The challenge of “being scientific” is that even not following the scientific method can yield usable results. And if that happens, this is sometimes being used as a justification to call the process that led to these results “scientific.” But even if the process itself is formally correct, some of the studies are simply impossible to repeat and thus cannot be peer reviewed.
Example Psychology obviously produces usable results. But strictly speaking, most papers on psychology are pseudoscience as they cannot provide a repeatable experiment because every single mind is unique. These experiments can, though, make way for the creation of a new hypothesis about the mind. Studies might show a difference in behavior between men and women. But with that result, you have only a tendency and you cannot make a statement about a specific person.
Until science and technology reach a point where repeatable experiments for high-level psychological investigations can be formulated, we have to base the conclusions on probabilities, tendencies, and generalizations. We might still produce usable results, but they will leave a lot of room for speculation and interpretation. As scientists in these fields, we have to stress that the scientific method was not employed with the same rigor as in the physical sciences. We have to acknowledge this limitation if we do not want to do a disservice to the whole field of science.
A common problem is how to communicate scientific findings to the public. Every single writer—scientifically literate or not—can easily compete with any scientist. A scientist needs to find a network of readers and listeners. Academia provides this network to interested students and scientists, but not to the general public. The challenge is that academic funding of science only helps on the supply side, it does not build networks. Compare that to privately funded projects (including studies, books, etc.) where half of the work goes into creating a community and listening to the demands of the consumer.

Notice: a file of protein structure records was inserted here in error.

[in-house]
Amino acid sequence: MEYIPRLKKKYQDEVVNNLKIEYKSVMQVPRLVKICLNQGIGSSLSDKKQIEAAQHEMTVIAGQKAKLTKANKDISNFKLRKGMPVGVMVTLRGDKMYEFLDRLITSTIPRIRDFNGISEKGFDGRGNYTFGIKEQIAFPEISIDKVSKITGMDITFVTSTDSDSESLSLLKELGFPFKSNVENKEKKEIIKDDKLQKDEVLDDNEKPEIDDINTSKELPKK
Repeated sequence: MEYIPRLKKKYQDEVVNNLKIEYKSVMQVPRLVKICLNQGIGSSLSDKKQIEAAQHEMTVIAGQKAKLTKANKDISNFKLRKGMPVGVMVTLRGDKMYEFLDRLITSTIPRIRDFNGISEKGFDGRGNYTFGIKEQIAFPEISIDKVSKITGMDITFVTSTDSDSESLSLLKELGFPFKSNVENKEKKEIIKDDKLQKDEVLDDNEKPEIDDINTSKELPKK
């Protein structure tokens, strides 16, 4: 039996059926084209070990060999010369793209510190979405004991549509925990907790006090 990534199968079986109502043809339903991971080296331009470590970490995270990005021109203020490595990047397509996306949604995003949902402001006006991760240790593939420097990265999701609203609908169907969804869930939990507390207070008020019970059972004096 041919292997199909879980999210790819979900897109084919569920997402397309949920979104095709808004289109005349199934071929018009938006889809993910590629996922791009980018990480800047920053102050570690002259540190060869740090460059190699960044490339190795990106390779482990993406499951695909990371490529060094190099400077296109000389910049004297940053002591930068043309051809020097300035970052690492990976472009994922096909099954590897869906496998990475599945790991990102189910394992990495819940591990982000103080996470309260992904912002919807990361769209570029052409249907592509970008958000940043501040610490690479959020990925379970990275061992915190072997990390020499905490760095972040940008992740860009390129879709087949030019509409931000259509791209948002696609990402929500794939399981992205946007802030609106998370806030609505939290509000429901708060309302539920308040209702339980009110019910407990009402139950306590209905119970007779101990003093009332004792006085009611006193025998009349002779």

There is of course also the other side, namely pseudosciences trying to co-opt the scientific community’s efforts by offering “alternative” solutions, especially in fields where science does not yet provide “preferable” outcomes (be it in medicine, or be it in philosophy). Simply producing something is not enough, you also have to create networks of interested readers. If honest scientists evade this responsibility, “alternate science” will sell its ideas—with exaggerations or even falsehoods added. So, for scientists to really affect change, they need to learn to lead by example and tell a compelling story.
Of course, the market fills that gap. Unfortunately, when information is to be made available for free on websites, the price the visitor has to pay is marketing. Only articles with an intriguing title will get enough readers to pay for the investment. Tracing back articles from popular science magazines or websites to their actual studies usually leads from “Sleep less, live longer, scientists say in new study” to “Researchers discovered that all other factors of diet, age, health and lifestyle being equal, those who slept eight hours a night were 12 per cent more likely to die within a six-year period than those who slept seven hours” to “Additional studies are needed to determine if setting your alarm clock earlier will actually improve your health” [Abraham, 2017]. In systems as complex as the human mind or body, it is relatively easy to find correlations when asking a large enough group of people about their behavior. But these are always just correlations, not causations. That is why most studies contain the mandatory sentence about “additional studies needed.”
The troubling issue of modern science is that some scientists see themselves no longer as part of a branch of philosophy, but as philosophers themselves. As a leader, it is not enough to just remain in one field of study, trying to subjugate all other fields of study. Your task is to reach out to other fields and unite them, to go back and forth between the “what is” and “how do we know.”